BTL: Take me through specifically creating and differentiating the apartments for Charles, Oliver, and Mabel… or Mabel’s aunt.
Beech: Let’s talk about it in terms of architecture, because in the Arconia, our fictitious building, we have this courtyard, which makes it a special kind of New York building. There are only a few of them left. There’s the Dakota, and the Belnord is another one. There’s another one in Harlem. It had the same architect as the Belnord. A couple of architects did a bunch of these buildings. We looked at all of them and some of the details. Some of them have been redone, and some haven’t been touched, so we created an idealized version. What happens in these apartments is that these things get carved up and added on to/subtracted from, depending on how they change hands. That’s one of the fun things about these apartments. We studied the ground plans of these places over time. Some are big and sprawling, and the suggestion is that Mabel’s is the biggest of the bunch because her rich auntie is not even living there. It’s maybe a whole side of this building and we’re only seeing a portion of it. In Season 1, we don’t see the kitchen. We don’t see any of the other bedrooms. We’re seeing what’s probably a massive dining room and living room combination. So, there’s much more to her place that we don’t even know about.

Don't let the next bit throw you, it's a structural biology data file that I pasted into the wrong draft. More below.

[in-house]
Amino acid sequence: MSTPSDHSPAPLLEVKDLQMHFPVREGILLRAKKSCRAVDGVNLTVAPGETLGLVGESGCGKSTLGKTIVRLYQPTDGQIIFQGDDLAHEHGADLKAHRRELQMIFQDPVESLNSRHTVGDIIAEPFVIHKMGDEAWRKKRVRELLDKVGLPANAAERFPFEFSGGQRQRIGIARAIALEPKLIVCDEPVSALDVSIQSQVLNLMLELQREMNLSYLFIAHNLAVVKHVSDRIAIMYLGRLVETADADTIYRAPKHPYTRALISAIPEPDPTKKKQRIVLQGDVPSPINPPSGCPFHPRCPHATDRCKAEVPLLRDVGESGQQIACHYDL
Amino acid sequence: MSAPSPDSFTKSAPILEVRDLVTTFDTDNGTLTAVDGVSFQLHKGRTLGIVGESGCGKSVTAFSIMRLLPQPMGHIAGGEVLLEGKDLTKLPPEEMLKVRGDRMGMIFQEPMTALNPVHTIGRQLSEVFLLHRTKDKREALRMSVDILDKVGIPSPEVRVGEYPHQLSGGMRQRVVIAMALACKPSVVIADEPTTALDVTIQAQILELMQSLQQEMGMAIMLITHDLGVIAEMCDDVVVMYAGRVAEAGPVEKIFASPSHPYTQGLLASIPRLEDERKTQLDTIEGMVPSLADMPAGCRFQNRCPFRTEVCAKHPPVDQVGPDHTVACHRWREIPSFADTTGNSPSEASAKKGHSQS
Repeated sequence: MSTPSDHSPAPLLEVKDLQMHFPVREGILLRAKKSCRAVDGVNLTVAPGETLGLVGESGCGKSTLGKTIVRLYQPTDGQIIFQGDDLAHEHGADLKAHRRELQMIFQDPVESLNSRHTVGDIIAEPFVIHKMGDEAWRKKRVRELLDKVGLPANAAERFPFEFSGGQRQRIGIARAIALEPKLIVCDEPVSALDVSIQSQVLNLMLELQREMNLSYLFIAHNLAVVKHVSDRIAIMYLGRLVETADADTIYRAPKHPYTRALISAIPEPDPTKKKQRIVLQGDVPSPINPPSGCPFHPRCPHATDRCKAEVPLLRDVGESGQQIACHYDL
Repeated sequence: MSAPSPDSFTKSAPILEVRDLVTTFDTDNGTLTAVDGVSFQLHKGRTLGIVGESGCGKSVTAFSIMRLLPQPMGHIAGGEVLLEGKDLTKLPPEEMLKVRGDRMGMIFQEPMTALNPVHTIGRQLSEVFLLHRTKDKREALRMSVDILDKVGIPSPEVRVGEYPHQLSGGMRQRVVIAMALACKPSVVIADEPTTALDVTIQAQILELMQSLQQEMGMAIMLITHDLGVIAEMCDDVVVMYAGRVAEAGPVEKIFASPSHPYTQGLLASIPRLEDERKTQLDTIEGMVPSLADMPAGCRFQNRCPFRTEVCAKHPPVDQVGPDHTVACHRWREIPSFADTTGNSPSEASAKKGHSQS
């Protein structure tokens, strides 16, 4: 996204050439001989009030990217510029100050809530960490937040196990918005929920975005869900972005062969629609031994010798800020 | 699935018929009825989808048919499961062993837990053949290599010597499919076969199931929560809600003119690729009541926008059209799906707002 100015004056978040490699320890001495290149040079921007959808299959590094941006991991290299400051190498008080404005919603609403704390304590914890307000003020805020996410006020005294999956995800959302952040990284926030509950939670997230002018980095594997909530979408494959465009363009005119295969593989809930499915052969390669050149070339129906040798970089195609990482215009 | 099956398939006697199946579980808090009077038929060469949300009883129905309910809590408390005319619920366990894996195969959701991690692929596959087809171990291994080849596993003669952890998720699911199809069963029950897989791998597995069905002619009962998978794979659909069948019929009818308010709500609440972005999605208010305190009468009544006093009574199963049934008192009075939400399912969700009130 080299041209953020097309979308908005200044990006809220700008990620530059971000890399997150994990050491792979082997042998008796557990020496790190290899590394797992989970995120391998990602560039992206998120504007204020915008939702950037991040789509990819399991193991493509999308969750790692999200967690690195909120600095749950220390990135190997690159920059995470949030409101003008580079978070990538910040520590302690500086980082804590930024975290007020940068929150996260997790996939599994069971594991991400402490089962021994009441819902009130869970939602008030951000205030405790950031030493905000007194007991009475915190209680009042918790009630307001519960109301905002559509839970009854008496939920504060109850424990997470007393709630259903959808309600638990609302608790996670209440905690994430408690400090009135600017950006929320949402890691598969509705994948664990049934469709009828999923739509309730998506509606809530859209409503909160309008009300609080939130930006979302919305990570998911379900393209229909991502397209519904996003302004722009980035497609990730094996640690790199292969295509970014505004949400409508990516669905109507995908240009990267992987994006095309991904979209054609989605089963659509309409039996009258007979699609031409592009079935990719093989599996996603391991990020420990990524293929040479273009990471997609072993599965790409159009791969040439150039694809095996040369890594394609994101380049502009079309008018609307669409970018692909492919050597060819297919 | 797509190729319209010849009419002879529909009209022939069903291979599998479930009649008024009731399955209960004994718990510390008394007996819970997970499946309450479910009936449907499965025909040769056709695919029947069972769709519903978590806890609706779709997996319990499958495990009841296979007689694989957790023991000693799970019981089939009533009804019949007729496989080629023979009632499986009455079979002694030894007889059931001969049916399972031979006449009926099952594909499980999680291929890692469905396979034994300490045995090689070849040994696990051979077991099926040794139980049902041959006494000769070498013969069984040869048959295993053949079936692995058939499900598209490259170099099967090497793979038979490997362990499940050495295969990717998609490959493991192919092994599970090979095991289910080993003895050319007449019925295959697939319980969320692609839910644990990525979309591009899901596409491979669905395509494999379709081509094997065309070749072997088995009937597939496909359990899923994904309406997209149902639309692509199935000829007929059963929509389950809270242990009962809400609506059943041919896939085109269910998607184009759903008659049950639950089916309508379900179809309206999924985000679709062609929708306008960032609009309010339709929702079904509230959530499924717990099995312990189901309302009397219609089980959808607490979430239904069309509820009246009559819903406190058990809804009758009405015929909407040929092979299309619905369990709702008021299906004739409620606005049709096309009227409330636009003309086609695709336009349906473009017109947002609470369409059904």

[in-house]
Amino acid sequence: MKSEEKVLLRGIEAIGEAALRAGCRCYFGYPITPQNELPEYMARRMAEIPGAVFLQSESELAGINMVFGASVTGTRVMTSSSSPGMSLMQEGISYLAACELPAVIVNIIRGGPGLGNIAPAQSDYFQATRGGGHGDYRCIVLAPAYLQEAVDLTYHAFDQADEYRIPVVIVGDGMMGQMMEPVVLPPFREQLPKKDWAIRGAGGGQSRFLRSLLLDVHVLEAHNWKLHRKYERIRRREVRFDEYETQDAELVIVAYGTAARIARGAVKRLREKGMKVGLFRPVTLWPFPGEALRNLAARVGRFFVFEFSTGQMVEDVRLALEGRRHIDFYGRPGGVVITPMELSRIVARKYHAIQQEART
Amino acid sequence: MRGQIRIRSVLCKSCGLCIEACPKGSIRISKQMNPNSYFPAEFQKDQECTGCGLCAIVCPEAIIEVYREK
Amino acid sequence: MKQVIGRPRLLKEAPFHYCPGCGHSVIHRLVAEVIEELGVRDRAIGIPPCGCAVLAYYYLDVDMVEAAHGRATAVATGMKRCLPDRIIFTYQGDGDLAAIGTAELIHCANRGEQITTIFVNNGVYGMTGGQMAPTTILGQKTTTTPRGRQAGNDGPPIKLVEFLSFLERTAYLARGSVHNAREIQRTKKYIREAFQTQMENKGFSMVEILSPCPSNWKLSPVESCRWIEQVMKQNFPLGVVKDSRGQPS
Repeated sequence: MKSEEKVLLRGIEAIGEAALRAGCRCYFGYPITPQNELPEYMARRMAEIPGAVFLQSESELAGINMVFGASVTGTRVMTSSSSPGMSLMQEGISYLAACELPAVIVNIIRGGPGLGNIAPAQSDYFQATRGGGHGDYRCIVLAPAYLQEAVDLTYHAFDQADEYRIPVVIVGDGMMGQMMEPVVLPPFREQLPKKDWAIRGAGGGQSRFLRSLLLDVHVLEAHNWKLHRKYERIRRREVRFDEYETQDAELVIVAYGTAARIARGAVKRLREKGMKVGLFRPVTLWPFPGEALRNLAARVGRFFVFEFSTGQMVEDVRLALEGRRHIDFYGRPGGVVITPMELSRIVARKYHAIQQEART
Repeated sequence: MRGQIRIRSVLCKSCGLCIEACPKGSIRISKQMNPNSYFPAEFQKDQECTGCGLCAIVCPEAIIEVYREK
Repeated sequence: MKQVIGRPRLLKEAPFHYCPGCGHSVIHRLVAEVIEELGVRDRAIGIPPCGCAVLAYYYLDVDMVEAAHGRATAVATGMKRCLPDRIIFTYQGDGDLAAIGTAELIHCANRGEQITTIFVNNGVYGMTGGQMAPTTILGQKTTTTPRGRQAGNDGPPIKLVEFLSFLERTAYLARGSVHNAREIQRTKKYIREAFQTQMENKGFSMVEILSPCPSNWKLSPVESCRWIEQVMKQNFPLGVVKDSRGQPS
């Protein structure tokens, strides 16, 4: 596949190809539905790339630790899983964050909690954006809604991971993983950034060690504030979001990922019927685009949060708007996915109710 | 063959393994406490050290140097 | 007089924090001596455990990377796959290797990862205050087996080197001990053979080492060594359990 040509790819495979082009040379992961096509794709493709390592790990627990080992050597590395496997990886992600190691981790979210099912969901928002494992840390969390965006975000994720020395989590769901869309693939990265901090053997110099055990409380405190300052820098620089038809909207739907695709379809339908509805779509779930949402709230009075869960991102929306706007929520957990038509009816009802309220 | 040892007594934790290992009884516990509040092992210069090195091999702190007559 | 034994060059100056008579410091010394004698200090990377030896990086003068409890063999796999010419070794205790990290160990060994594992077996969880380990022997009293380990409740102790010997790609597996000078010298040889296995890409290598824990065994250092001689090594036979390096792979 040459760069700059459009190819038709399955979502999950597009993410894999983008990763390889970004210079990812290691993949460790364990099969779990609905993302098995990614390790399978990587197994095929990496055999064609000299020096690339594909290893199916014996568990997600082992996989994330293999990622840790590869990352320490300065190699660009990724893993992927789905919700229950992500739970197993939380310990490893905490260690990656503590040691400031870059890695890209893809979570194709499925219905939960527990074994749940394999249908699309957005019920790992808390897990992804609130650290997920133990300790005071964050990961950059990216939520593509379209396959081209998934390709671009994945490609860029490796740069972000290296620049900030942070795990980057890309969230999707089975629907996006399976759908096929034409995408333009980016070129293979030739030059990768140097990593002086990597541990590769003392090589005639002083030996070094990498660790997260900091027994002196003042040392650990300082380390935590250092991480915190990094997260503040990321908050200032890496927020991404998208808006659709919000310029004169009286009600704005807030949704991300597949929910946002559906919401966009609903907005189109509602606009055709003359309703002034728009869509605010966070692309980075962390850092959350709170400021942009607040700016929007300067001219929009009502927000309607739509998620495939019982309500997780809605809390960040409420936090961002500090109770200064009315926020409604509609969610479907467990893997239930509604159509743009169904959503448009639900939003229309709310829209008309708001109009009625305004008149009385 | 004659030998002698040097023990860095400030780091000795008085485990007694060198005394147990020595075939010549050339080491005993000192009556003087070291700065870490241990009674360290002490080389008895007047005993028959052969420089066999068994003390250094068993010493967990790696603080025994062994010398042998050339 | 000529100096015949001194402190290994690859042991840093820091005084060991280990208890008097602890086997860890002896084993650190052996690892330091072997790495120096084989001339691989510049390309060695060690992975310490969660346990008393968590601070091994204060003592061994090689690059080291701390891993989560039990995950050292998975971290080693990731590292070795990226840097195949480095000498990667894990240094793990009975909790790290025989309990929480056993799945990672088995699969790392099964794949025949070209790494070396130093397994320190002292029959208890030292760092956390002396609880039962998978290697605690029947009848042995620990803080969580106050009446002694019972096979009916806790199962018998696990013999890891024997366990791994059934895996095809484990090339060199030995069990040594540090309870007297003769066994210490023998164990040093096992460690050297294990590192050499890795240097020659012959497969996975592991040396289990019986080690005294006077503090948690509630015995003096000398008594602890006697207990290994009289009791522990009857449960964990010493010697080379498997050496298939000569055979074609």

Charles’ place is a little tighter, and more of a bachelor pad, with maybe two or three bedrooms. A real estate article about it thought it was five bedrooms. It’s $12 million! It’s crazy. It’s a two- or three-bedroom place. He’s got an office somewhere and he’s got a guest room, plus his room, but it’s definitely been renovated and the renovation tells a whole story about his past as well. Then you look at Oliver’s place. It’s got a lot of bones, but the bones have been exaggerated. It’s got a lot of the original details, but they’ve been messed with, and that also happens in these buildings. They add paneling to the walls, and they add decorative molding around. That’s what we did with his. We added a bit to make it more dramatic and more befitting a theatrical design.
BTL: What input, if any, did the three stars give you on the apartments for their respective characters?